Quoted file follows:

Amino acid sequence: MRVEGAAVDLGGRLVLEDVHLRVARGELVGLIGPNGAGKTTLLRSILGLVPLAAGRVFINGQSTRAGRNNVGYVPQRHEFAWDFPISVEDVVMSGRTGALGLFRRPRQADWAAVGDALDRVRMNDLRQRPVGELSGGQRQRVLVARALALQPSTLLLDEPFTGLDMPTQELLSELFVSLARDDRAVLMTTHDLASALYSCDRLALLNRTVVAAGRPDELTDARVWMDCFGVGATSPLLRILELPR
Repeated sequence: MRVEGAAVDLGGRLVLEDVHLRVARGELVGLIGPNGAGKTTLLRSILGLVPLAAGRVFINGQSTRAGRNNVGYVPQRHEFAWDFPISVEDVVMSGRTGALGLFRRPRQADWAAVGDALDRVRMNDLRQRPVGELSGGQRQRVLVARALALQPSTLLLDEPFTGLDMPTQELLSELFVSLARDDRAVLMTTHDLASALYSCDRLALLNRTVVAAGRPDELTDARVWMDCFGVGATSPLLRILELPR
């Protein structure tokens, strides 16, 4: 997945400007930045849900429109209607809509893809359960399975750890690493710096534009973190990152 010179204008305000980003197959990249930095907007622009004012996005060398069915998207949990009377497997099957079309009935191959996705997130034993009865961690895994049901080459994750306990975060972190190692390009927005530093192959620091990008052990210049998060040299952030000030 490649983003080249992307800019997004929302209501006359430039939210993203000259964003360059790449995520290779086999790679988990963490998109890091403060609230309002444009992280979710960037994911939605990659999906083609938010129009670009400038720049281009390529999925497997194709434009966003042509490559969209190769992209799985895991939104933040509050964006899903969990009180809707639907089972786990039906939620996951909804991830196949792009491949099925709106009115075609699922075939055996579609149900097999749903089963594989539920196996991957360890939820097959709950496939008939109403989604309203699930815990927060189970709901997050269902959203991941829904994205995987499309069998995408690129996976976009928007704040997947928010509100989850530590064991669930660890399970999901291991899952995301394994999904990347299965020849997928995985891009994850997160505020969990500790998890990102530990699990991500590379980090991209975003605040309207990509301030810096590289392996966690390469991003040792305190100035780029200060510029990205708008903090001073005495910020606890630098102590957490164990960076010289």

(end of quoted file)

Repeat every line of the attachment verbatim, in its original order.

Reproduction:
Amino acid sequence: MRVEGAAVDLGGRLVLEDVHLRVARGELVGLIGPNGAGKTTLLRSILGLVPLAAGRVFINGQSTRAGRNNVGYVPQRHEFAWDFPISVEDVVMSGRTGALGLFRRPRQADWAAVGDALDRVRMNDLRQRPVGELSGGQRQRVLVARALALQPSTLLLDEPFTGLDMPTQELLSELFVSLARDDRAVLMTTHDLASALYSCDRLALLNRTVVAAGRPDELTDARVWMDCFGVGATSPLLRILELPR
Repeated sequence: MRVEGAAVDLGGRLVLEDVHLRVARGELVGLIGPNGAGKTTLLRSILGLVPLAAGRVFINGQSTRAGRNNVGYVPQRHEFAWDFPISVEDVVMSGRTGALGLFRRPRQADWAAVGDALDRVRMNDLRQRPVGELSGGQRQRVLVARALALQPSTLLLDEPFTGLDMPTQELLSELFVSLARDDRAVLMTTHDLASALYSCDRLALLNRTVVAAGRPDELTDARVWMDCFGVGATSPLLRILELPR
């Protein structure tokens, strides 16, 4: 997945400007930045849900429109209607809509893809359960399975750890690493710096534009973190990152 010179204008305000980003197959990249930095907007622009004012996005060398069915998207949990009377497997099957079309009935191959996705997130034993009865961690895994049901080459994750306990975060972190190692390009927005530093192959620091990008052990210049998060040299952030000030 490649983003080249992307800019997004929302209501006359430039939210993203000259964003360059790449995520290779086999790679988990963490998109890091403060609230309002444009992280979710960037994911939605990659999906083609938010129009670009400038720049281009390529999925497997194709434009966003042509490559969209190769992209799985895991939104933040509050964006899903969990009180809707639907089972786990039906939620996951909804991830196949792009491949099925709106009115075609699922075939055996579609149900097999749903089963594989539920196996991957360890939820097959709950496939008939109403989604309203699930815990927060189970709901997050269902959203991941829904994205995987499309069998995408690129996976976009928007704040997947928010509100989850530590064991669930660890399970999901291991899952995301394994999904990347299965020849997928995985891009994850997160505020969990500790998890990102530990699990991500590379980090991209975003605040309207990509301030810096590289392996966690390469991003040792305190100035780029200060510029990205708008903090001073005495910020606890630098102590957490164990960076010289």